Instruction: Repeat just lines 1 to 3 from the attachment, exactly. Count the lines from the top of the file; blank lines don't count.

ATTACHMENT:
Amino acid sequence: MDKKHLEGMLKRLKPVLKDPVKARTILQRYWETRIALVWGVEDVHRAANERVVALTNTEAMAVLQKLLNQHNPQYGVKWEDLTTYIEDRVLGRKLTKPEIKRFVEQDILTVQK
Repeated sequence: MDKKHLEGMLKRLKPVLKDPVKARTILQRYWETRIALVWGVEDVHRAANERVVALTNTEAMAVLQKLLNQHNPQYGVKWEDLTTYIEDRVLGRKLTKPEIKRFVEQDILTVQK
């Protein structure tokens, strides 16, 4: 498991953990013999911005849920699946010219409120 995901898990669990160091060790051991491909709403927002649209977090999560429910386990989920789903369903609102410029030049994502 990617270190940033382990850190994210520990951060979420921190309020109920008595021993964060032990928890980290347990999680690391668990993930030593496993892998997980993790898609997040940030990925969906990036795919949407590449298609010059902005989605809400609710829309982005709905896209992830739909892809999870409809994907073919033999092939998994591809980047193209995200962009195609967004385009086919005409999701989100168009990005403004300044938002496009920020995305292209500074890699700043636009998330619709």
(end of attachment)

Amino acid sequence: MDKKHLEGMLKRLKPVLKDPVKARTILQRYWETRIALVWGVEDVHRAANERVVALTNTEAMAVLQKLLNQHNPQYGVKWEDLTTYIEDRVLGRKLTKPEIKRFVEQDILTVQK
Repeated sequence: MDKKHLEGMLKRLKPVLKDPVKARTILQRYWETRIALVWGVEDVHRAANERVVALTNTEAMAVLQKLLNQHNPQYGVKWEDLTTYIEDRVLGRKLTKPEIKRFVEQDILTVQK
């Protein structure tokens, strides 16, 4: 498991953990013999911005849920699946010219409120 995901898990669990160091060790051991491909709403927002649209977090999560429910386990989920789903369903609102410029030049994502 990617270190940033382990850190994210520990951060979420921190309020109920008595021993964060032990928890980290347990999680690391668990993930030593496993892998997980993790898609997040940030990925969906990036795919949407590449298609010059902005989605809400609710829309982005709905896209992830739909892809999870409809994907073919033999092939998994591809980047193209995200962009195609967004385009086919005409999701989100168009990005403004300044938002496009920020995305292209500074890699700043636009998330619709």